DWP slammed for not evaluating wellbeing cost of sanctions

14 Feb 19

MPs have criticised the government’s decision to reject their calls to ease benefit sanctions for claimants, saying the system is pushing people into “grinding poverty”.

The government has agreed to look at the effectiveness of sanctions getting people in work, in response to a work and pensions committee report that called the current policy “pointlessly cruel”.

But it will not assess the impact on claimants’ financial and personal well, the work and pensions committee highlighted this week.

Committee chair Frank Field said: “In response, the government has failed utterly to grasp the seriousness of the matter.

“It might want to take a look at the concept of not pushing disabled people and single parents—not to mention their children—into grinding poverty and hardship.”

The work and pensions committee report on sanctions, published in November, called the regime “so counter-productive it just seems pointlessly cruel”.


Under the policy, out-of-work benefits can be stopped if a claimant misses an appointments or meetings aimed at getting them into employment. Claimants face being stripped of up to 100% of their jobseekers allowance or universal credit payments. 

If conditions are not met, benefits are stopped for four weeks, which can mean a loss of up to £300 for a claimant over the age of 25. Sanctions can last for three months up to a year.

In some cases, claimants can lose benefits for as long as three years, the MPs said.

A 2012 law stepped up the sanctions system, making the penalties “longer, more severe and applicable to more people than ever before”, the committees’ report said last year.

MPs called for lone parent’s benefit never to be docked by more than 20%, in their report. The government rejected this and only committed to assessing the employment impact of sanctions on this group.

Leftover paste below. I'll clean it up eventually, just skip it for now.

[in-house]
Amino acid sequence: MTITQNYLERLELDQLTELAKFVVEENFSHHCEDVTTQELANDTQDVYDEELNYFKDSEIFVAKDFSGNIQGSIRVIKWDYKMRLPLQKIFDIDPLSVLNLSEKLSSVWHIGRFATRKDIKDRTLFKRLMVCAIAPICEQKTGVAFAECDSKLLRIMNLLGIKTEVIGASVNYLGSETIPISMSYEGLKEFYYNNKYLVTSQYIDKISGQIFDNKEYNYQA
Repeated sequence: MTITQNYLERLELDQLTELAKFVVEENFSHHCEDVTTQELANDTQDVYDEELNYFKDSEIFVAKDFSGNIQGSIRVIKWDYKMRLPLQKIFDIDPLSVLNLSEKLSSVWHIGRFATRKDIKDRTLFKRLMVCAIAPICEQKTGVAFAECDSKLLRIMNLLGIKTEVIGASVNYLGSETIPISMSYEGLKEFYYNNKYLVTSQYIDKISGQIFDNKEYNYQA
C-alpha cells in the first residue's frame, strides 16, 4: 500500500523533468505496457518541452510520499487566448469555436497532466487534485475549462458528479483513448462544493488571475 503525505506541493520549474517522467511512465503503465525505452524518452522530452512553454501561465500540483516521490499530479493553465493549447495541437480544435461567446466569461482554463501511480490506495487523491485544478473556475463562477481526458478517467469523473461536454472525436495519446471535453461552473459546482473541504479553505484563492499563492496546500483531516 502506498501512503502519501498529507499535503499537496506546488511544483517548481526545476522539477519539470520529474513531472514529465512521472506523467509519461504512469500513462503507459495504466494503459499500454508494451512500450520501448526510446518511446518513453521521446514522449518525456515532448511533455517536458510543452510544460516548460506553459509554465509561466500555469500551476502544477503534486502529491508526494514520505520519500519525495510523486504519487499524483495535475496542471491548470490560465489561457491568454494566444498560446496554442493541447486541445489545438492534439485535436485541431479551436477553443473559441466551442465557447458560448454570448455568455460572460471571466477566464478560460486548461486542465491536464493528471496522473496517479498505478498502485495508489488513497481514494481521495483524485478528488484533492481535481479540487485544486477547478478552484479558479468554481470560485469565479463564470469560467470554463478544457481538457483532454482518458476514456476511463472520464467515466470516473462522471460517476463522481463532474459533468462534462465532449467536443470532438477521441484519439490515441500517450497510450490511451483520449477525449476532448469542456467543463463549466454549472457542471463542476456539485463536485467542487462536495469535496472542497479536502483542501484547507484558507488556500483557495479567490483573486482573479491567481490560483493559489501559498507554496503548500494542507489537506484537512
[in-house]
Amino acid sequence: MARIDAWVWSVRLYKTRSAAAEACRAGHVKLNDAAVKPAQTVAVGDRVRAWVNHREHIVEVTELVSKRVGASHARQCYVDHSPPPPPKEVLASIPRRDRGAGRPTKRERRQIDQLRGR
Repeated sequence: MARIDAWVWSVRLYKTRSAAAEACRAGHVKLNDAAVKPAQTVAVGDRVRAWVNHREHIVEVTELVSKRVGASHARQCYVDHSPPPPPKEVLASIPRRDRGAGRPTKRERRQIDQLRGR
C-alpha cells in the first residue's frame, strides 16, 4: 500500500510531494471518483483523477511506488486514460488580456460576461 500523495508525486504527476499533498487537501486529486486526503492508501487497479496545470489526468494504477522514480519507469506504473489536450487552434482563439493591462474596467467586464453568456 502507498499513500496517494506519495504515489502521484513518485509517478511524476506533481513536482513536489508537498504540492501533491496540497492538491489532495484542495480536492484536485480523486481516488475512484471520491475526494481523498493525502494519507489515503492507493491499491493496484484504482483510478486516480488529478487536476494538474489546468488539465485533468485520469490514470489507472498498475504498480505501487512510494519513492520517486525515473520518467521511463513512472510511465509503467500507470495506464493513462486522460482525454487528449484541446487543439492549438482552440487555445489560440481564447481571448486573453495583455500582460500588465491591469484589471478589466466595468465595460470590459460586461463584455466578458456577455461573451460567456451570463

The committee said it had already highlighted the “deep difficulties lone parents are encountering under the major welfare reforms of the decade, including in its report on support for childcare costs under universal credit.”

The rate of sanctions under universal credit was higher under universal credit than the legacy system, the report in November noted. It also said sanctions were the “only major welfare reform this decade never to have been evaluated”.

The Department for Work and Pensions, in its response published on Monday, said sanctions were a “motivating factor in moving claimants closer to work”.

A DWP spokesperson said the reaction from the committee was “disappointing” as the department had welcomed the report and would take on “many of its recommendations to protect vulnerable claimants”.

The spokesperson added that fewer than 3% of those subject to requirements for their benefits are under sanctions and “only when they have not met them without good reason”.

Work and pensions secretary Amber Rudd admitted to the House of Commons on Monday the current increasing use of food banks is party down to problems in rolling out universal credit.

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